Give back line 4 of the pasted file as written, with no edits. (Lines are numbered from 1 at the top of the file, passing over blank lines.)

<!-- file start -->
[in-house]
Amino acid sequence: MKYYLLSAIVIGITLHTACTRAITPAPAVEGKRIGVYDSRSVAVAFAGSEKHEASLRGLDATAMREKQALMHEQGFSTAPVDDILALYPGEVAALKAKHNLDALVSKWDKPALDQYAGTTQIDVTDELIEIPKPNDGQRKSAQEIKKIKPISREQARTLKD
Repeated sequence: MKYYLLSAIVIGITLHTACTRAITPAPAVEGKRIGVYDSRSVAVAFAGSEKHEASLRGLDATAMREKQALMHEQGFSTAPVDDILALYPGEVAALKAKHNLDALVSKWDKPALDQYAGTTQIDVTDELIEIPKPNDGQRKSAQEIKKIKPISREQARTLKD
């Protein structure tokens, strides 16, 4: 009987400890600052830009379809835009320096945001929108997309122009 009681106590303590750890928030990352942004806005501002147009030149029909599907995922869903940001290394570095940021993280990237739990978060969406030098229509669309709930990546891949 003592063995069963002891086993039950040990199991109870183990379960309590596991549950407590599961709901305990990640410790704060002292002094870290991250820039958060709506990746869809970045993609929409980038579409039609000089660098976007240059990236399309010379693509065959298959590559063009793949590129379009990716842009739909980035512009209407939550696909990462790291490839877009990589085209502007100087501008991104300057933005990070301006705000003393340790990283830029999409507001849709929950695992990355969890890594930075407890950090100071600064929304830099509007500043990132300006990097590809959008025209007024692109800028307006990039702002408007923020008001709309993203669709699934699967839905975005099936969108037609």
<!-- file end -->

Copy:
């Protein structure tokens, strides 16, 4: 009987400890600052830009379809835009320096945001929108997309122009 009681106590303590750890928030990352942004806005501002147009030149029909599907995922869903940001290394570095940021993280990237739990978060969406030098229509669309709930990546891949 003592063995069963002891086993039950040990199991109870183990379960309590596991549950407590599961709901305990990640410790704060002292002094870290991250820039958060709506990746869809970045993609929409980038579409039609000089660098976007240059990236399309010379693509065959298959590559063009793949590129379009990716842009739909980035512009209407939550696909990462790291490839877009990589085209502007100087501008991104300057933005990070301006705000003393340790990283830029999409507001849709929950695992990355969890890594930075407890950090100071600064929304830099509007500043990132300006990097590809959008025209007024692109800028307006990039702002408007923020008001709309993203669709699934699967839905975005099936969108037609």